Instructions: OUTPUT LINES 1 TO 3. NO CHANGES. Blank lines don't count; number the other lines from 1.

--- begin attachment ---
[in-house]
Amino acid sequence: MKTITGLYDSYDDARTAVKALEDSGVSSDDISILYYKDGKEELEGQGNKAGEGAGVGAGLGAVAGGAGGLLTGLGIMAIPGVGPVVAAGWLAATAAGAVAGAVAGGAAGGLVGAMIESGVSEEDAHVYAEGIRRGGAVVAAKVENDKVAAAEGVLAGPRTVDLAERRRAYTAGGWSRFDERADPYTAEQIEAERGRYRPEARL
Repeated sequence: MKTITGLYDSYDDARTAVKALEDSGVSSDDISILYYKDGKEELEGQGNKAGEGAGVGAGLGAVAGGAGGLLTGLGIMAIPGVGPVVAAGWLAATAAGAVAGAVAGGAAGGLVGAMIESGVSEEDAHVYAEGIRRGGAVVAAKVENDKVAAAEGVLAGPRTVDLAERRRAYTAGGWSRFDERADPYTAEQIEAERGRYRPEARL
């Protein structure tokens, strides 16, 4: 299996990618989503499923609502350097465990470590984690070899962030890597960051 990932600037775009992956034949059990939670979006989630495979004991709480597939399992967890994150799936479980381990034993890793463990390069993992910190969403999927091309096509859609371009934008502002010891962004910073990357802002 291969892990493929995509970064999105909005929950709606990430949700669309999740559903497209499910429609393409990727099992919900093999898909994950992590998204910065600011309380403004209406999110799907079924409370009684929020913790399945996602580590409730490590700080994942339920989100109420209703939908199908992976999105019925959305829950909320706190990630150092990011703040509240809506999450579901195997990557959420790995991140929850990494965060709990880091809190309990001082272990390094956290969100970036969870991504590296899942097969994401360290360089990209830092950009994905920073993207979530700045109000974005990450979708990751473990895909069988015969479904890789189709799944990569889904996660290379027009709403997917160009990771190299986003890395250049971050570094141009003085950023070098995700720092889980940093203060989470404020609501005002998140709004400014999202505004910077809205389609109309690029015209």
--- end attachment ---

[in-house]
Amino acid sequence: MKTITGLYDSYDDARTAVKALEDSGVSSDDISILYYKDGKEELEGQGNKAGEGAGVGAGLGAVAGGAGGLLTGLGIMAIPGVGPVVAAGWLAATAAGAVAGAVAGGAAGGLVGAMIESGVSEEDAHVYAEGIRRGGAVVAAKVENDKVAAAEGVLAGPRTVDLAERRRAYTAGGWSRFDERADPYTAEQIEAERGRYRPEARL
Repeated sequence: MKTITGLYDSYDDARTAVKALEDSGVSSDDISILYYKDGKEELEGQGNKAGEGAGVGAGLGAVAGGAGGLLTGLGIMAIPGVGPVVAAGWLAATAAGAVAGAVAGGAAGGLVGAMIESGVSEEDAHVYAEGIRRGGAVVAAKVENDKVAAAEGVLAGPRTVDLAERRRAYTAGGWSRFDERADPYTAEQIEAERGRYRPEARL